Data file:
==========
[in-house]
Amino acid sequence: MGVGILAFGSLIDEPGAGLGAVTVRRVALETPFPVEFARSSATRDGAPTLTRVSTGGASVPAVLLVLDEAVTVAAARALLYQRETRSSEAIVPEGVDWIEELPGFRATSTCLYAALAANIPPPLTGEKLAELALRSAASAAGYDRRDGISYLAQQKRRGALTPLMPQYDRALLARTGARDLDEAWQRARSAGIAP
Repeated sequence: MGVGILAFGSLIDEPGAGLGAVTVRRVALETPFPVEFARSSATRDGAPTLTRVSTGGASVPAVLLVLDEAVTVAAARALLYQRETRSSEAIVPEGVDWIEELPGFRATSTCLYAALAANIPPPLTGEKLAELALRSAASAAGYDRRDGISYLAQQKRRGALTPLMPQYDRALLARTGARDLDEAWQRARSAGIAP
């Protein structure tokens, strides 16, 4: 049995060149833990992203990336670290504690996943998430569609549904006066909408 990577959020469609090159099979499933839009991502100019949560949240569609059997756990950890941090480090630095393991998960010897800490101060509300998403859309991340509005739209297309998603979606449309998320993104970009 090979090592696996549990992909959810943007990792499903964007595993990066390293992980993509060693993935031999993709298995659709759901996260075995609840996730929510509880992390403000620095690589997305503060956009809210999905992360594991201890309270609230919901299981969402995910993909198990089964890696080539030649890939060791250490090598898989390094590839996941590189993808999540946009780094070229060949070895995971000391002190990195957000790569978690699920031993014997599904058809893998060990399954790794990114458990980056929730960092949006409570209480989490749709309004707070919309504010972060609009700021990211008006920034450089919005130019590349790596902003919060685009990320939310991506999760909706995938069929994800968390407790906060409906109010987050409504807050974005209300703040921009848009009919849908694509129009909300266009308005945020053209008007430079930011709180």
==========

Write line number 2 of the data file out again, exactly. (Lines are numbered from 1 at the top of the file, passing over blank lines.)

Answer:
Amino acid sequence: MGVGILAFGSLIDEPGAGLGAVTVRRVALETPFPVEFARSSATRDGAPTLTRVSTGGASVPAVLLVLDEAVTVAAARALLYQRETRSSEAIVPEGVDWIEELPGFRATSTCLYAALAANIPPPLTGEKLAELALRSAASAAGYDRRDGISYLAQQKRRGALTPLMPQYDRALLARTGARDLDEAWQRARSAGIAP